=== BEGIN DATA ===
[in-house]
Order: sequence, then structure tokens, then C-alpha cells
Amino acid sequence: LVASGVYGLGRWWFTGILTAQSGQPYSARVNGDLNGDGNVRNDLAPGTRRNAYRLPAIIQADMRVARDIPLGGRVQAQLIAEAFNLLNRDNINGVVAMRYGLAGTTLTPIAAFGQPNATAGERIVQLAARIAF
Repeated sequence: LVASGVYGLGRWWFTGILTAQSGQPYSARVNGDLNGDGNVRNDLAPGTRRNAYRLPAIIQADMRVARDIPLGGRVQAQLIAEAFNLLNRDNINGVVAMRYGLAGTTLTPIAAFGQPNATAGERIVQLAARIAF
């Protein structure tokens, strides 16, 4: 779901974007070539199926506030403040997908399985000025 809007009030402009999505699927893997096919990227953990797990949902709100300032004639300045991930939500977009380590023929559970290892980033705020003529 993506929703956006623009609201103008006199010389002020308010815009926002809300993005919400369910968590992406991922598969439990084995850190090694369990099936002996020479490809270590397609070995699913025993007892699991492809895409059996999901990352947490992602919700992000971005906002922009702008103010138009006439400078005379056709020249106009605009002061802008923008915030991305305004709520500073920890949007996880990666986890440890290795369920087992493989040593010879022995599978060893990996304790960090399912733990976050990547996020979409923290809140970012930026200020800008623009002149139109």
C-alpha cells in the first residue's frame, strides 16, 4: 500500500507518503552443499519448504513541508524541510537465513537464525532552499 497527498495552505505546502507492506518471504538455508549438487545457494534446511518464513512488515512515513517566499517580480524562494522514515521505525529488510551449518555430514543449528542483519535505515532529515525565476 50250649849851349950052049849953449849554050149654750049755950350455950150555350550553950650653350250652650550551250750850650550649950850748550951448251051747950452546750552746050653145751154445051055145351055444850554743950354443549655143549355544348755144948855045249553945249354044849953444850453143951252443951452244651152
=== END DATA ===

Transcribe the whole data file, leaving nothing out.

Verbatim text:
[in-house]
Order: sequence, then structure tokens, then C-alpha cells
Amino acid sequence: LVASGVYGLGRWWFTGILTAQSGQPYSARVNGDLNGDGNVRNDLAPGTRRNAYRLPAIIQADMRVARDIPLGGRVQAQLIAEAFNLLNRDNINGVVAMRYGLAGTTLTPIAAFGQPNATAGERIVQLAARIAF
Repeated sequence: LVASGVYGLGRWWFTGILTAQSGQPYSARVNGDLNGDGNVRNDLAPGTRRNAYRLPAIIQADMRVARDIPLGGRVQAQLIAEAFNLLNRDNINGVVAMRYGLAGTTLTPIAAFGQPNATAGERIVQLAARIAF
């Protein structure tokens, strides 16, 4: 779901974007070539199926506030403040997908399985000025 809007009030402009999505699927893997096919990227953990797990949902709100300032004639300045991930939500977009380590023929559970290892980033705020003529 993506929703956006623009609201103008006199010389002020308010815009926002809300993005919400369910968590992406991922598969439990084995850190090694369990099936002996020479490809270590397609070995699913025993007892699991492809895409059996999901990352947490992602919700992000971005906002922009702008103010138009006439400078005379056709020249106009605009002061802008923008915030991305305004709520500073920890949007996880990666986890440890290795369920087992493989040593010879022995599978060893990996304790960090399912733990976050990547996020979409923290809140970012930026200020800008623009002149139109």
C-alpha cells in the first residue's frame, strides 16, 4: 500500500507518503552443499519448504513541508524541510537465513537464525532552499 497527498495552505505546502507492506518471504538455508549438487545457494534446511518464513512488515512515513517566499517580480524562494522514515521505525529488510551449518555430514543449528542483519535505515532529515525565476 50250649849851349950052049849953449849554050149654750049755950350455950150555350550553950650653350250652650550551250750850650550649950850748550951448251051747950452546750552746050653145751154445051055145351055444850554743950354443549655143549355544348755144948855045249553945249354044849953444850453143951252443951452244651152